• Wow!

One interesting point was with JSON Dates coming in as UTC serialized strings, running the conversion in C# was simple as shown here:

internal ArticleModel[] OrderByDate(ArticleModel[] articles)
            return articles.OrderByDescending(item => DateTime.Parse(item.created_at)).ToArray();
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Try that conversion in Javascript!


For the back-end service part, intellisense is good; however, the client side intellisense (when using the "@") is bad. It's useless; which, leaves you guessing at method names and properties.


WASM is cool and the page response times are excellent (once it all loads). Did it have something to do with WASM just being faster? I can't say; but, compared to doing the exact same thing in Angular it seemed faster to me. Nice Job MSFT!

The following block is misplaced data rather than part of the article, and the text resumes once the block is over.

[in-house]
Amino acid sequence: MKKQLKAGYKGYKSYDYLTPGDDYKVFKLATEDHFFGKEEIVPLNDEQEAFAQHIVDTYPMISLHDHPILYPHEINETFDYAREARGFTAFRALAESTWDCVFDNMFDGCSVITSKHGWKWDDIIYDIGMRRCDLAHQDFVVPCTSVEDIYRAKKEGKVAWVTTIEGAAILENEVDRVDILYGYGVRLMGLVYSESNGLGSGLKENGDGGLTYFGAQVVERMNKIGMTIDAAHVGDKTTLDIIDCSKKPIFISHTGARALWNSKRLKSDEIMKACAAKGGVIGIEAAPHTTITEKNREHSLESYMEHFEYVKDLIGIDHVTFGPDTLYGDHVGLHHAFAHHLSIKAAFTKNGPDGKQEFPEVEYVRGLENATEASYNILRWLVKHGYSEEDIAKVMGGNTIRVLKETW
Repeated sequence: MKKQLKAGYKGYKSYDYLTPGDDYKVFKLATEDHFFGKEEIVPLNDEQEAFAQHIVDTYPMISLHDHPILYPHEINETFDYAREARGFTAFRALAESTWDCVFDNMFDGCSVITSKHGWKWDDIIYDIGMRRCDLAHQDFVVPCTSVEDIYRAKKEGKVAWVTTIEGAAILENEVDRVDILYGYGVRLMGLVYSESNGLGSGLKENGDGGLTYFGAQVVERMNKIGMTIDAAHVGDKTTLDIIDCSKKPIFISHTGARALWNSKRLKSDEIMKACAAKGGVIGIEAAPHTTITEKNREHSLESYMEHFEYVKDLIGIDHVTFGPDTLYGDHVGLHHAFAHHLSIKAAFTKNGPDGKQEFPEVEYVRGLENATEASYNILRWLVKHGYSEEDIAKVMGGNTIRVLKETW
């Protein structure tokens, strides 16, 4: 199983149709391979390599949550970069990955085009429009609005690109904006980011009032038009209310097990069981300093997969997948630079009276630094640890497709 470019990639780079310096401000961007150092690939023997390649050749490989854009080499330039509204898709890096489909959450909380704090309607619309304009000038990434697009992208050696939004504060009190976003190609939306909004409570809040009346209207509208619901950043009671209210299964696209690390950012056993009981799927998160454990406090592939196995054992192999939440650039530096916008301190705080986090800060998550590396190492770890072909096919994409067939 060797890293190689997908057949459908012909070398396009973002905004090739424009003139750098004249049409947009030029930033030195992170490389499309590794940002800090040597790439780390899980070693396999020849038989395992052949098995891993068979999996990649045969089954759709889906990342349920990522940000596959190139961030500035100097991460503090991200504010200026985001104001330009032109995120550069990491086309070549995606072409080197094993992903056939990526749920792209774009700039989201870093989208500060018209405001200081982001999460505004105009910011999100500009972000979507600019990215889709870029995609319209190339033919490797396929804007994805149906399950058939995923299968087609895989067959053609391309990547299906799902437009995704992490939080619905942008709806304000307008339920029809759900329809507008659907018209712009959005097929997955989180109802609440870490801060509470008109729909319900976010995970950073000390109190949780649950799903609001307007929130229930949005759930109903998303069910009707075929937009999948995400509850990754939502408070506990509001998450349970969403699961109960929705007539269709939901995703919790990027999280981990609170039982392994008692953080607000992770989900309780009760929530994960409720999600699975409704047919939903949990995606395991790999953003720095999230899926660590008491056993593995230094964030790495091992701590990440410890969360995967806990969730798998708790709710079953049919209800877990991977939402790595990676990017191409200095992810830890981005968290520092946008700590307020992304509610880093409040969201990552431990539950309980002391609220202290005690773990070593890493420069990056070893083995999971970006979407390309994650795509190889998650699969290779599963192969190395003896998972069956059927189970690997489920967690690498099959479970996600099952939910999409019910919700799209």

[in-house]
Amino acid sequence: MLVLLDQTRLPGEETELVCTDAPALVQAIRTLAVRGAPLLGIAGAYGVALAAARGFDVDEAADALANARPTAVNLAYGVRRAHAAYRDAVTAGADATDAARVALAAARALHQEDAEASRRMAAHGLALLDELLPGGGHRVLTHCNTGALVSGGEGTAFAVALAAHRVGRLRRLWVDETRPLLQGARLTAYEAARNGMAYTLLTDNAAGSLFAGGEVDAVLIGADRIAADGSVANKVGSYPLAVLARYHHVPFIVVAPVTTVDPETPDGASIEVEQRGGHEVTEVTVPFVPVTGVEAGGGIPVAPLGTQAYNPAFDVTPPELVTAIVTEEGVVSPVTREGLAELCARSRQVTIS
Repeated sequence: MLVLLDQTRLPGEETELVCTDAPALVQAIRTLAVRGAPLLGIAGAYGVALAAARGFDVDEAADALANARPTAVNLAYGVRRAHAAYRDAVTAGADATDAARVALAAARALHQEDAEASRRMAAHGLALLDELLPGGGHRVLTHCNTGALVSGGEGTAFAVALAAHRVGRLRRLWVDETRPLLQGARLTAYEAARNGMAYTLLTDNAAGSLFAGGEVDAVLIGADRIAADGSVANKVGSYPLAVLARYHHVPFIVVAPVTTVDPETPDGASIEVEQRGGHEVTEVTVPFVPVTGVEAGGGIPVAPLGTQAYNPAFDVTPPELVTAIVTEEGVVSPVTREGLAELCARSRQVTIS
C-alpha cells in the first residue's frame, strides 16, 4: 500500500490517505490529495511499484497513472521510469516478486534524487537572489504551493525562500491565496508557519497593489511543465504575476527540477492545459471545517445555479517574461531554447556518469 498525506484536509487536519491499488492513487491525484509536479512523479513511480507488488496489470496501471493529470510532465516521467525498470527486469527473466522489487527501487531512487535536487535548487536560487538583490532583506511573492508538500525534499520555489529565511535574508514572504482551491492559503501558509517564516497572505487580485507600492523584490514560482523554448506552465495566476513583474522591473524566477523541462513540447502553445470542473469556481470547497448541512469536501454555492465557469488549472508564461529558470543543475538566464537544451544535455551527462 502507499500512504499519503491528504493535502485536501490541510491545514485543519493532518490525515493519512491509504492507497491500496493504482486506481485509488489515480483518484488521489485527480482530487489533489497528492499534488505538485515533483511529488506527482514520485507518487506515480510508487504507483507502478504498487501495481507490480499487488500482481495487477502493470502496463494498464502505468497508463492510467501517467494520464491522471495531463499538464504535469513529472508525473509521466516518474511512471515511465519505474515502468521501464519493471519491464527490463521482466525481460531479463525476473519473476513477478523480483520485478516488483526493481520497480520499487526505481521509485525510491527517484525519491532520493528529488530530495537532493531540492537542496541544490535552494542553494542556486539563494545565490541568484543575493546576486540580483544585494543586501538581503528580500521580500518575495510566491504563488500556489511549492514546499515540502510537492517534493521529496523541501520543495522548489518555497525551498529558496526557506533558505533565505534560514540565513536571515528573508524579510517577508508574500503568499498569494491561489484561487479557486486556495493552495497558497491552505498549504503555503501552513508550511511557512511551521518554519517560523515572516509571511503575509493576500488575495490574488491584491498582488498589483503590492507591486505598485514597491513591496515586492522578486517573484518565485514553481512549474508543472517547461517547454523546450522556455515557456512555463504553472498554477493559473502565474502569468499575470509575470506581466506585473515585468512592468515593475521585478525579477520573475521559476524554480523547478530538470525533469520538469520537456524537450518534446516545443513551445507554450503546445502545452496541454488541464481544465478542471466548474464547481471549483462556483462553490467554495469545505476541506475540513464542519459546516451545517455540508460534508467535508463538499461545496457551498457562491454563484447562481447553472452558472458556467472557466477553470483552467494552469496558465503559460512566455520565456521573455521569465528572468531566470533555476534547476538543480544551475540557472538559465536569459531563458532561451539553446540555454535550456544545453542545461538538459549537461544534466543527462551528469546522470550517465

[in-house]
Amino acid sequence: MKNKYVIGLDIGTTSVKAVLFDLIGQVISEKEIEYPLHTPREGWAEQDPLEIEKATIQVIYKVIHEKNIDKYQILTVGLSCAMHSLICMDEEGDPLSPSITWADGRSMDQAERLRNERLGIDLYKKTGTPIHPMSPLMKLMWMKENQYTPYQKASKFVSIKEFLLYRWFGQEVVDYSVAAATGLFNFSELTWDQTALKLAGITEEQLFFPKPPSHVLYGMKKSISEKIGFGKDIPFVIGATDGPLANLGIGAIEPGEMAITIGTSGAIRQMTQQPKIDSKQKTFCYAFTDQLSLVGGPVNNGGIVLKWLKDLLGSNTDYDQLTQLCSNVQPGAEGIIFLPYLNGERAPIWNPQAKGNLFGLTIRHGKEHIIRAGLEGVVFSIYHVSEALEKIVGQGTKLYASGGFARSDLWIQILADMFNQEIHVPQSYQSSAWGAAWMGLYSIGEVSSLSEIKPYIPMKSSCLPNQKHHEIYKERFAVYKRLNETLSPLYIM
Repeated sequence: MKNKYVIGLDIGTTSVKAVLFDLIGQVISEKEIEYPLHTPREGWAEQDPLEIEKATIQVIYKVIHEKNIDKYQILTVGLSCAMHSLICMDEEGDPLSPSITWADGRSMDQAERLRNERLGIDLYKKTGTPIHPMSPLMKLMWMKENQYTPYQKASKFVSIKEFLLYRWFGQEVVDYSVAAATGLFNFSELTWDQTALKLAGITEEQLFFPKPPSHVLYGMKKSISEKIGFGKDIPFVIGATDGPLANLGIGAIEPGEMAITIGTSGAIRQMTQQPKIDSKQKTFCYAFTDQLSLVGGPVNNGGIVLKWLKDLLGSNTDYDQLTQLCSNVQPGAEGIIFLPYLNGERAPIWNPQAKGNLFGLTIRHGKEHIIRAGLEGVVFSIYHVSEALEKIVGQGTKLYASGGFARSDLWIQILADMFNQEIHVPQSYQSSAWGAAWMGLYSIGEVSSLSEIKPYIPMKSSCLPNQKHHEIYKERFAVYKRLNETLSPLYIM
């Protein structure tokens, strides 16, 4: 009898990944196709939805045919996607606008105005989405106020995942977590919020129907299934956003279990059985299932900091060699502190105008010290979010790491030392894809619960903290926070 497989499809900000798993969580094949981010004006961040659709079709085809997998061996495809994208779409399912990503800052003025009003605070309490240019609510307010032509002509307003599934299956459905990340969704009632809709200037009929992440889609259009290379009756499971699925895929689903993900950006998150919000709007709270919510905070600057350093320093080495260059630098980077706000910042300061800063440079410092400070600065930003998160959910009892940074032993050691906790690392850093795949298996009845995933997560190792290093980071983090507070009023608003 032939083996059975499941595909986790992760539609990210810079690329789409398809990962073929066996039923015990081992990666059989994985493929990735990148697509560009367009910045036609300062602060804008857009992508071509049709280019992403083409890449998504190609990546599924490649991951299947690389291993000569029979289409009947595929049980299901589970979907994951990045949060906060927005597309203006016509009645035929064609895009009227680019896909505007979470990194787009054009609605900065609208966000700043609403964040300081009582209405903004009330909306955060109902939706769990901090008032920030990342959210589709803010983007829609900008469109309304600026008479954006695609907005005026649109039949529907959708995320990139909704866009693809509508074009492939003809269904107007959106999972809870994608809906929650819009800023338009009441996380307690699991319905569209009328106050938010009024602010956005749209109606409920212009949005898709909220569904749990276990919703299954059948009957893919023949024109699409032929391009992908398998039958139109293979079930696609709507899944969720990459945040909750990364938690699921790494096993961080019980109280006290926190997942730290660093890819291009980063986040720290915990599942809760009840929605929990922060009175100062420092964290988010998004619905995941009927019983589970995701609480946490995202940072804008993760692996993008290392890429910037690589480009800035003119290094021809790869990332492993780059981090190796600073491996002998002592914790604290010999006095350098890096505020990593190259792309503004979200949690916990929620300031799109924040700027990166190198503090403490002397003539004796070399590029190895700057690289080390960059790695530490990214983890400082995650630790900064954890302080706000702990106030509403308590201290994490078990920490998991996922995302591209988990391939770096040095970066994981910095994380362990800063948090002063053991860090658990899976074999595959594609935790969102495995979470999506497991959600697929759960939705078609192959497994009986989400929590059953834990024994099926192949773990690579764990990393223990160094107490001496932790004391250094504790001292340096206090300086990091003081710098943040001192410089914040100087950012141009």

Blazor is a niche framework with tomorrow in mind (WASM). .NET already has a huge lead with support for Generic collections and the fantastic System.Linq framework as well as Entity Framework support for SQL back ends. It fully supports Asynchronous programming which means all back-end Tasks are CPU agnostic (always choosing the lowest used) CPU for new Tasks. This means Speed!

Throw in Newtsonsoft.JSON; and, the elements for a potential industry disrupter are here.

The only thing holding back Blazor is widespread adoption in the industry and the lack of Open Source Blazor components.

I've changed my mind on Blazor and feel it's a solid player, too bad it took them 15 years to get here.

Publishing the App

I was totally surprised by the ease of which I could publish the application (to a local folder).

It was small and lighting fast, without the need to do any IIS setup. Just click on the .exe file and it runs.

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Now that is ultra-cool.